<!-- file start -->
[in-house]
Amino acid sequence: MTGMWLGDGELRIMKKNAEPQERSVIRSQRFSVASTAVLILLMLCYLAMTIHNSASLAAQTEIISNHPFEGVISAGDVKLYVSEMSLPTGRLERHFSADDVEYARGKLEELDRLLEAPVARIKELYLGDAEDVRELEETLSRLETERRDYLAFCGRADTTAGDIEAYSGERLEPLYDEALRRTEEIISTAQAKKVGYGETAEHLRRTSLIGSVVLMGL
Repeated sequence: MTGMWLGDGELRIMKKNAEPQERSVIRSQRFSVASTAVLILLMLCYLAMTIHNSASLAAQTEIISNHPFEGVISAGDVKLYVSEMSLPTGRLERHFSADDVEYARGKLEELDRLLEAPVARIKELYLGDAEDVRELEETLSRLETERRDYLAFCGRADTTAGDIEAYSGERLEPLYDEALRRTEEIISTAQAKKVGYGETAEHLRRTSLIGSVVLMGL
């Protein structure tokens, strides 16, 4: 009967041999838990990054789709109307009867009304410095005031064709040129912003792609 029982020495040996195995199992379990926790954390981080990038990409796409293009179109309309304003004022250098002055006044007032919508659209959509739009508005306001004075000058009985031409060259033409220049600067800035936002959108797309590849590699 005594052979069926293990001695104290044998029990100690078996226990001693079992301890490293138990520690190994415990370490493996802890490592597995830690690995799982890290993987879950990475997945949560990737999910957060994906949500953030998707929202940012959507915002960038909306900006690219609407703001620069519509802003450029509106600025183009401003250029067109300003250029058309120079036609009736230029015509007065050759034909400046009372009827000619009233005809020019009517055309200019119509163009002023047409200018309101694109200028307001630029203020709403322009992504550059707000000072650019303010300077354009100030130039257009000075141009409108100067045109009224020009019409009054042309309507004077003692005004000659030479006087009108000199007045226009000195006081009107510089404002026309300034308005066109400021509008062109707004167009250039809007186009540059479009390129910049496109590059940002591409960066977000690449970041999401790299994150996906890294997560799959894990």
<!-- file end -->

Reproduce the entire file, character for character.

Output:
[in-house]
Amino acid sequence: MTGMWLGDGELRIMKKNAEPQERSVIRSQRFSVASTAVLILLMLCYLAMTIHNSASLAAQTEIISNHPFEGVISAGDVKLYVSEMSLPTGRLERHFSADDVEYARGKLEELDRLLEAPVARIKELYLGDAEDVRELEETLSRLETERRDYLAFCGRADTTAGDIEAYSGERLEPLYDEALRRTEEIISTAQAKKVGYGETAEHLRRTSLIGSVVLMGL
Repeated sequence: MTGMWLGDGELRIMKKNAEPQERSVIRSQRFSVASTAVLILLMLCYLAMTIHNSASLAAQTEIISNHPFEGVISAGDVKLYVSEMSLPTGRLERHFSADDVEYARGKLEELDRLLEAPVARIKELYLGDAEDVRELEETLSRLETERRDYLAFCGRADTTAGDIEAYSGERLEPLYDEALRRTEEIISTAQAKKVGYGETAEHLRRTSLIGSVVLMGL
């Protein structure tokens, strides 16, 4: 009967041999838990990054789709109307009867009304410095005031064709040129912003792609 029982020495040996195995199992379990926790954390981080990038990409796409293009179109309309304003004022250098002055006044007032919508659209959509739009508005306001004075000058009985031409060259033409220049600067800035936002959108797309590849590699 005594052979069926293990001695104290044998029990100690078996226990001693079992301890490293138990520690190994415990370490493996802890490592597995830690690995799982890290993987879950990475997945949560990737999910957060994906949500953030998707929202940012959507915002960038909306900006690219609407703001620069519509802003450029509106600025183009401003250029067109300003250029058309120079036609009736230029015509007065050759034909400046009372009827000619009233005809020019009517055309200019119509163009002023047409200018309101694109200028307001630029203020709403322009992504550059707000000072650019303010300077354009100030130039257009000075141009409108100067045109009224020009019409009054042309309507004077003692005004000659030479006087009108000199007045226009000195006081009107510089404002026309300034308005066109400021509008062109707004167009250039809007186009540059479009390129910049496109590059940002591409960066977000690449970041999401790299994150996906890294997560799959894990």